Oversupply and low demand to see RevPAR drop 15-20% in Hong Kong
Tuesday, December 23, 2008: In a new analysis of the Hong Kong hotel sector, an industry analyst has predicted that Hong Kong’s hotels and properties are set to see RevPAR drop between 15-20% of current rates.
With the recent launch of Hong Kong Market Outlook, by Daniel J. Voellm, HVS Global Hospitality Services Director, the report tables a scene of potential oversupply of rooms in Hong Kong as demand continues to dry up from key source markets.
“If the new supply materialises as presented... the Hong Kong room count should reach approximately 65,000 by 2012. This increase in a time of slowing economic activity and demand can exacerbate the negative impact on hotel performance,” the report says.
“A marketwide downward correction in RevPAR of 15-20% is not unlikely assuming a bottoming of the [economic] downturn in two years’ time.
“In the last trough of the market in 2002/2003, average rate declined by double-digit figures over the two-year period. However, the period from 1997 to 2001 did not see a nearly as strong growth in average rate. This leaves room for speculation about a correction in the marketwide average rate,” the report adds.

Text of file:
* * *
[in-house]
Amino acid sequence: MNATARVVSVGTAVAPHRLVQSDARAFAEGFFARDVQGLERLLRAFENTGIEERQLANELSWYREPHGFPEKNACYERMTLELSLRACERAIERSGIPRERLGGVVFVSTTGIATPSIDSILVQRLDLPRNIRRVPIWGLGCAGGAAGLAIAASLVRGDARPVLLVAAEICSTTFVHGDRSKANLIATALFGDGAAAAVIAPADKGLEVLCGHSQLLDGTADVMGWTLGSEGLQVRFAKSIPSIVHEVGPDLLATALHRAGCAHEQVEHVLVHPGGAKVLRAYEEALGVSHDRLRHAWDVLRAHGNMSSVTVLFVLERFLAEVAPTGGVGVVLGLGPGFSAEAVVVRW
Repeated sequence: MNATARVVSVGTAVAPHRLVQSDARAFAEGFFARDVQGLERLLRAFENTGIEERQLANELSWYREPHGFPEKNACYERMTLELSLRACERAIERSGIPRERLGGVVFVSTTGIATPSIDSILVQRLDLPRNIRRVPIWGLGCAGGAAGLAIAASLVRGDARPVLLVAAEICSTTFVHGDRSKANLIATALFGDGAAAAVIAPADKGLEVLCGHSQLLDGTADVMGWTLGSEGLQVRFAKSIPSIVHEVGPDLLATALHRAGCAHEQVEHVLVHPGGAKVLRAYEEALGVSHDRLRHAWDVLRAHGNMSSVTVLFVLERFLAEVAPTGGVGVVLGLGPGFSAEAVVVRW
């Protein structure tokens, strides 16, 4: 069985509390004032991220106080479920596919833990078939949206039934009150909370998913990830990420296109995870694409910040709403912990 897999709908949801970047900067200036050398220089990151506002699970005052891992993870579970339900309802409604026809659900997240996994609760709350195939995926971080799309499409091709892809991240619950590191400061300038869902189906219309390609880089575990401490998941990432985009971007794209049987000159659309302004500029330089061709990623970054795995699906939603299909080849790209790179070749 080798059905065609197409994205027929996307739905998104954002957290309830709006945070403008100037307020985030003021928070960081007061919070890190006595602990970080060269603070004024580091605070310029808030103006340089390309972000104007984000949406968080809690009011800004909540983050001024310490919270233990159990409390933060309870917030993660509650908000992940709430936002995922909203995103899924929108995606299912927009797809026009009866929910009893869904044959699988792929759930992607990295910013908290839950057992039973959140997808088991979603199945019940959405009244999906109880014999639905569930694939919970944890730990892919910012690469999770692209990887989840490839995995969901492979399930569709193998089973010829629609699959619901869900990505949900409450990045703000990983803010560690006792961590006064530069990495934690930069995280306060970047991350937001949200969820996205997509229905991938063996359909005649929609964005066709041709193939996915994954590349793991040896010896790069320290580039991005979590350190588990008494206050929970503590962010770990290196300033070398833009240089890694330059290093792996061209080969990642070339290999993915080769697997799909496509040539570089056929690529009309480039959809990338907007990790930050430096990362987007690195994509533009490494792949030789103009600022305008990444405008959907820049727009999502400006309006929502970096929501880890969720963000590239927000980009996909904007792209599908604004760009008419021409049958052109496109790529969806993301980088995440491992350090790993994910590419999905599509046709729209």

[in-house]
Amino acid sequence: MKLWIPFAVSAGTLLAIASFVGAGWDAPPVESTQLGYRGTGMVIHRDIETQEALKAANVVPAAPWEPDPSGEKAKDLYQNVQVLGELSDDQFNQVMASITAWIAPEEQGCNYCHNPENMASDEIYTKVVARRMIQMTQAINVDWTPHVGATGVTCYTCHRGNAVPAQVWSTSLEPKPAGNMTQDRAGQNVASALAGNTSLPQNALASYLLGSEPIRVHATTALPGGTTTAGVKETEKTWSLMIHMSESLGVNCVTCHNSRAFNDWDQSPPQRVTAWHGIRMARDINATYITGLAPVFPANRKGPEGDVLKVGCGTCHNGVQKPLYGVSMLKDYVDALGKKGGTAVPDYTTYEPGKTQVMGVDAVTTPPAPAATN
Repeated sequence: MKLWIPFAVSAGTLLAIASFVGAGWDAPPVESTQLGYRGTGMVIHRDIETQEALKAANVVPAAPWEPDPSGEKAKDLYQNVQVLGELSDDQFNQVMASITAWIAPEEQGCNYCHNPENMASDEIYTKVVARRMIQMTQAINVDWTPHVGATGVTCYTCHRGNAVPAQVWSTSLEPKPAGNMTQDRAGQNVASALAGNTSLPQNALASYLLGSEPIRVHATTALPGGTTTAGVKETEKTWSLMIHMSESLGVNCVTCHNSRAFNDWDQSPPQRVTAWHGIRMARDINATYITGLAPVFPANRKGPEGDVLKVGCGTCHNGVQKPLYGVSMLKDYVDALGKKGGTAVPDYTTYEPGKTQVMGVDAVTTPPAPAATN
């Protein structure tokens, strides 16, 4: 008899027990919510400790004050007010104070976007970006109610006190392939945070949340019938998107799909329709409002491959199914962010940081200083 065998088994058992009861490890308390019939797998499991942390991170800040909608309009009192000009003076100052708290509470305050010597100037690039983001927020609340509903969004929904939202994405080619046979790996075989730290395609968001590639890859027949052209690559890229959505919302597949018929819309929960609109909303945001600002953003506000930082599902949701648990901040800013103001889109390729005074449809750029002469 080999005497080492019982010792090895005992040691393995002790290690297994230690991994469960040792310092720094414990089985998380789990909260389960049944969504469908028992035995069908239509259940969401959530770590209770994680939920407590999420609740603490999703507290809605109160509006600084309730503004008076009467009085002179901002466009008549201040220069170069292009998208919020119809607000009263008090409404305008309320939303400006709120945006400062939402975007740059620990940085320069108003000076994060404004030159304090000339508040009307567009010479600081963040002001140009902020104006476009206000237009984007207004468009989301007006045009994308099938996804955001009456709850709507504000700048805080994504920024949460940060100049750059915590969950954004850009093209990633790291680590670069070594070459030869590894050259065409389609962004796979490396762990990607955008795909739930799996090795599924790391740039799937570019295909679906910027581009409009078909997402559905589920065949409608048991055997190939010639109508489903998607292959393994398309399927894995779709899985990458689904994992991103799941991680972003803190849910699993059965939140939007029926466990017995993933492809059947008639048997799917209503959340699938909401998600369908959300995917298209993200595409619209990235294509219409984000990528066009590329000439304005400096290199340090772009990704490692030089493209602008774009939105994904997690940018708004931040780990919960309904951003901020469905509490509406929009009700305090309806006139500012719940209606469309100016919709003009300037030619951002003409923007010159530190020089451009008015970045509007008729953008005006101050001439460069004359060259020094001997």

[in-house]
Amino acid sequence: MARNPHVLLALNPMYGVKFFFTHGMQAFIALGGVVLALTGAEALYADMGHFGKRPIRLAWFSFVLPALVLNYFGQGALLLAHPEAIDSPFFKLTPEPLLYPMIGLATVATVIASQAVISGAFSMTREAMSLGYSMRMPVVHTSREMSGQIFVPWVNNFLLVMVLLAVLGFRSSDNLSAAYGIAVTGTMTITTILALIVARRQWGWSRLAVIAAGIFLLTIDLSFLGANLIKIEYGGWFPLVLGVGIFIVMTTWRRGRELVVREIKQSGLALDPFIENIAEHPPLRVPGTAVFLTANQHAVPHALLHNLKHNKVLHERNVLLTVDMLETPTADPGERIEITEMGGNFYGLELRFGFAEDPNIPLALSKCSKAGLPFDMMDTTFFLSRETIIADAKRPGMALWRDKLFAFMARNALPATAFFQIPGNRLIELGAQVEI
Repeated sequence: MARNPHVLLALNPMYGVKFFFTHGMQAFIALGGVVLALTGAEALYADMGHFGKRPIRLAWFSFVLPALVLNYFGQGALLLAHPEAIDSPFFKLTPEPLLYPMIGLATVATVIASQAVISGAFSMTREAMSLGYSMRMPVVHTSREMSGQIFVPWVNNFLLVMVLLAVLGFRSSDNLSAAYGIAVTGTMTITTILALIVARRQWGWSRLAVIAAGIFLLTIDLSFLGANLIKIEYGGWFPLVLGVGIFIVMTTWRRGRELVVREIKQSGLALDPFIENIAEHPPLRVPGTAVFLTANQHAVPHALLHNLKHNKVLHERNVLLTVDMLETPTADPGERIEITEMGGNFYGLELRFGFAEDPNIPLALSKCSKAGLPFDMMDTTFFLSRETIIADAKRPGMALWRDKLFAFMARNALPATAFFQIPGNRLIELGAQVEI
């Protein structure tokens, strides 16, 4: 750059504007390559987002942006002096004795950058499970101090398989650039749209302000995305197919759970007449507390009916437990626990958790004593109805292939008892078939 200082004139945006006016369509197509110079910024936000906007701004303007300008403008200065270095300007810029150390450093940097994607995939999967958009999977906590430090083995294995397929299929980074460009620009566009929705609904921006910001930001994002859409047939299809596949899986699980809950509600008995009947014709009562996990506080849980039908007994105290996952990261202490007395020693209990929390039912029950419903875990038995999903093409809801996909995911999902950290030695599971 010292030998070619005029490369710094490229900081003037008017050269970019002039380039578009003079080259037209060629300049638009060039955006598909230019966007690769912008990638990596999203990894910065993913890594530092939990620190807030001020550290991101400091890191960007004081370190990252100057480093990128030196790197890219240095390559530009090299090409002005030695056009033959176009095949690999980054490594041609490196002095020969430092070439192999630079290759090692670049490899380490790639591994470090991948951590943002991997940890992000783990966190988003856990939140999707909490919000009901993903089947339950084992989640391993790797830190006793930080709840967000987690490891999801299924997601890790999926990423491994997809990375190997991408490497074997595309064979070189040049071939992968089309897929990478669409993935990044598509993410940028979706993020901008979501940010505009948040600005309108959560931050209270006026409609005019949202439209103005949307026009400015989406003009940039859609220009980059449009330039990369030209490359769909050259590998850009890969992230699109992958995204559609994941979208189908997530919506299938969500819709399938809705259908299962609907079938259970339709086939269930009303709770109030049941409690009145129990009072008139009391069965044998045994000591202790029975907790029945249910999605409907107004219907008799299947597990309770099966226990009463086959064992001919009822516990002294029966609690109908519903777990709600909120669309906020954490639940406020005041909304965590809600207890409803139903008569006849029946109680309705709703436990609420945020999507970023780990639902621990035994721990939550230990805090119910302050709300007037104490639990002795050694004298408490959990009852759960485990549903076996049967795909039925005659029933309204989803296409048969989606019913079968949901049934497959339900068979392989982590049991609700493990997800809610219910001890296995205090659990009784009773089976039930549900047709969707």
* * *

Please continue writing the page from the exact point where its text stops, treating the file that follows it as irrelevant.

The report summarizes the key areas of growth for Hong Kong’s hospitality sector, showing that 2009 will see the most active growth in the North Point area, with the 828-room Harbour Grand Hong Kong opening, while 2011 will see massive growth in the Kowloon area.
Comparing this data to figures seen in the early 1990s, when Hong Kong was seeing a slowing GDP and strong inflation, Mr Voellm finds that hotel occupancy levels dropped to the low 70% range.
He adds that, “the closing of a number of hotels during the same period compensated for any slowing demand”, and as such was predicting that current market conditions may need to act in a similar fashion to “limit an oversupply situation”.
Additionally, Mr Voellm’s report warns that one of the major issues yet to be faced is refinancing in 2009 and 2010, as cash becomes harder to come by, loan to value ratios will lower.
“The worst is yet to come, cashflows and profitability in 2009 and 2010 are likely to contract,” the report concludes.
In 2007, 17.2 million overnight visitors spent nearly HK$87.9 billion in Hong Kong, with a total of 56,600 rooms available, according to data from the Hong Kong Tourism Board.